GO Arts

Everything new on the walls, stage, screen and streets of Tacoma and South Puget Sound.

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Archives: Aug. 2012


Critic’s Picks: Photography at the UPS Collins library, Indian art at SAAM, glass workshops at Museum of Glass and Olympia Harbor Days

Qatar photography at the Collins

Husband and wife team Andrew Gardner (UPS anthropology associate professor) and Kristin Giordano (photographer) blur genre boundaries in a new exhibit at the Collins Library at the University of Puget Sound, exploring the lives of labor migrants in the Gulf Coast. 7:30 a.m.-2 a.m. Monday-Thursday, 7:30 a.m.-9 p.m. Friday, 9 a.m.-9 p.m. Saturday, 9 a.m.-2 a.m. Sunday through September. Free. Collins Memorial Library, UPS, 1500 N. Warner St., Tacoma. 523-879-2664, pugetsound.edu/library

Indian art at SAAM

Seattle Asian Art Museum goes to India with two new exhibits of old and contemporary art from the subcontinent.

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Vicci Martinez, Fab-5, Recess Monkey, Squeak Squawk and Double Shot Theatre among many offerings at Broadway Center’s Fall Free for All later this month

Put it on your calendar now – the 2012 Fall Free for All festival, organized by Tacoma’s Broadway Center for Perfoming Arts September 21-22, is bigger and better than ever, with headline acts like singer-songwriter Vicci Martinez and kindie rockers Recess Monkey. Best of all, it’s still all free.

A teaser for the Broadway Center’s new season and an enticement to get new theater-goers downtown, the Fall Free for All was a success last year, though Sunday saw far fewer crowds and a less festive atmosphere. This year, though, the headline act Vicci Martinez is sure to draw crowds, and

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Skyward art and Elvises at this year’s Bumbershoot, on in Seattle this weekend

Most people think live music when they think of Bumbershoot, Seattle’s famous Labor Day weekend arts festival in the Seattle Center. But if you have time in between the bands you came to hear, there’s plenty of visual art too.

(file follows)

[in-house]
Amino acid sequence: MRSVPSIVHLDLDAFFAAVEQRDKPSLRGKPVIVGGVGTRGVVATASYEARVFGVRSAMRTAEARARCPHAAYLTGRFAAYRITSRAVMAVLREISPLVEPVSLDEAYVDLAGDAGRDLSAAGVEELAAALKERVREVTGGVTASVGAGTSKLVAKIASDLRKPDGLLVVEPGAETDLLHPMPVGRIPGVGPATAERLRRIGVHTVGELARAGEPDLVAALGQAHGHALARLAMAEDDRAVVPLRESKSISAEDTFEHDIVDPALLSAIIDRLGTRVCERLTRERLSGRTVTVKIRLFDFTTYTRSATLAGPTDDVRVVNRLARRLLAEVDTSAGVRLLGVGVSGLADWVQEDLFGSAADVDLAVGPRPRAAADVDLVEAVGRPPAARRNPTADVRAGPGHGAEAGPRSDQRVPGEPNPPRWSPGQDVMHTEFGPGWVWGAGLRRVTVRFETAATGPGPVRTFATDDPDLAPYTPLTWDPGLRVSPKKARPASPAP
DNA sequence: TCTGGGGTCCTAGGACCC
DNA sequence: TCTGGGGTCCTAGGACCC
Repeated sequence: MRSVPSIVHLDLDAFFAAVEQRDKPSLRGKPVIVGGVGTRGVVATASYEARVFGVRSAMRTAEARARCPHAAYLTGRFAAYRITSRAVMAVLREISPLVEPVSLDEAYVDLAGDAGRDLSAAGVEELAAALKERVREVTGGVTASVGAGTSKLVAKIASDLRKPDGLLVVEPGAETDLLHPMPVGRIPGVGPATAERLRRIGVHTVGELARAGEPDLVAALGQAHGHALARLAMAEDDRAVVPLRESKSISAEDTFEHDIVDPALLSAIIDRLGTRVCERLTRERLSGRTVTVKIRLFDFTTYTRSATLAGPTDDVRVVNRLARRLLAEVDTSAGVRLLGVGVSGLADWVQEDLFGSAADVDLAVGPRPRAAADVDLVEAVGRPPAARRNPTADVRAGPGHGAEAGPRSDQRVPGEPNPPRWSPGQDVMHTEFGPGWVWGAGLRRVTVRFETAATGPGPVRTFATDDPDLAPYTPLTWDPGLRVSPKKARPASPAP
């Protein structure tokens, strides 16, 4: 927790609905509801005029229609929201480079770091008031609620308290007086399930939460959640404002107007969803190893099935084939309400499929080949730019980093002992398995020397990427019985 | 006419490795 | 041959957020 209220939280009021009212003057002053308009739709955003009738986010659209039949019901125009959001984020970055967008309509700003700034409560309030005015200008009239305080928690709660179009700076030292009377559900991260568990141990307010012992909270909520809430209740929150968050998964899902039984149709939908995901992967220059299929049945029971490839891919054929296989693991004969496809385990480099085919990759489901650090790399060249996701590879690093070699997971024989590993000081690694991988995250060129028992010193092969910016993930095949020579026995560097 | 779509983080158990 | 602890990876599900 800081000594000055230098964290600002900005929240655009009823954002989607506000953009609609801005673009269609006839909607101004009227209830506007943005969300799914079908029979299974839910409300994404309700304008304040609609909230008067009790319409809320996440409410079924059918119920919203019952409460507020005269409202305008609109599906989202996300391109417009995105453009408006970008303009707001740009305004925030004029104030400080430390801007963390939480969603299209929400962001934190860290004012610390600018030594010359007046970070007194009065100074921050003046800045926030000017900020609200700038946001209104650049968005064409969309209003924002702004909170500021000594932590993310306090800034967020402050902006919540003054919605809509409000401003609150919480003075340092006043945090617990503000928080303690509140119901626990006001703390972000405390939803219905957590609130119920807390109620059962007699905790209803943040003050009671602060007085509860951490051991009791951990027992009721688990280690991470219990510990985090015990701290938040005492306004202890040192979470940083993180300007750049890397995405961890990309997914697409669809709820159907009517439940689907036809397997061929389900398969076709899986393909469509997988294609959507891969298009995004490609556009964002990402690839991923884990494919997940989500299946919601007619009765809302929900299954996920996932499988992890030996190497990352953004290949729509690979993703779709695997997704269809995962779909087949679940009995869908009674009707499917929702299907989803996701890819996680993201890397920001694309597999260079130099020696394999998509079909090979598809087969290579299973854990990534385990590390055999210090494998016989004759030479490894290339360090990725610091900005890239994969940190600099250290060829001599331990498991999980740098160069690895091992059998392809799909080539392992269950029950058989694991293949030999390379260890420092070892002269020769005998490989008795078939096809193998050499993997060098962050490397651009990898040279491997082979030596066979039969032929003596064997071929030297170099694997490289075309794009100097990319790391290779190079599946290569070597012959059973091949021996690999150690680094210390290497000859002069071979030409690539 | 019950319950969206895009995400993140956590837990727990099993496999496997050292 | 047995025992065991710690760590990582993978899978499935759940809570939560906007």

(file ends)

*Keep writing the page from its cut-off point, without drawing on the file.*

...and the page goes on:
“Skyward” is one of the headline visual art exhibitions at Bumbershoot this year, inspired by the 50th anniversary of the 1962 Seattle World’s Fair and the beginning of popular cartoon The Jetsons. Curated by Shelly Leavens of the Gage Academy of Art and metalsmith Jana Brevick, “Skyward” brings together a variety of artists envisioning a future lived in the

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Critic’s Picks: Rainier League of Arts at Weyerhaeuser, Play Buffet, Puyallup Arts in the Park and Lakewood Playhouse

Rainier League of Arts at the Weyerhaeuser Bonsai Gardens

A mixed media art show by the Rainier League of Arts will be held in the unique Weyerhaeuser Bonsai Gardens in Federal Way beginning Saturday. More than 22 works range from jewelry and blown glass to paint. 10 a.m.-4 p.m. Tuesday-Saturday through Sept. 19; artist reception 1:30-4 p.m. Aug. 26. Free. Weyerhaeuser Way S., Federal Way. weyerhaeuser.com

Lakewood’s “Love Letters” continues

Lakewood Playhouse’s unique spin on A.R. Gurney’s 1989 play “Love Letters” continues this weekend and through Aug. 28. The play, telling the story of a written romance that lasts a

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Sculptural and serene sumi-e at Tacoma’s Flow gallery; Diane Hansen’s Venus glass next door at 301 Puyallup

Tacoma’s gallery scene is rapidly dwindling to one open only on third Thursdays; but there are two mini-galleries along Puyallup Avenue that are nevertheless visible from the street the rest of the time (and from inside too, if you make an appointment). Flow and 301 are just one door apart, and while this month’s offerings are quite different, they both offer serene sculpture in two very different media: sumi-e at Flow, and glass at 301.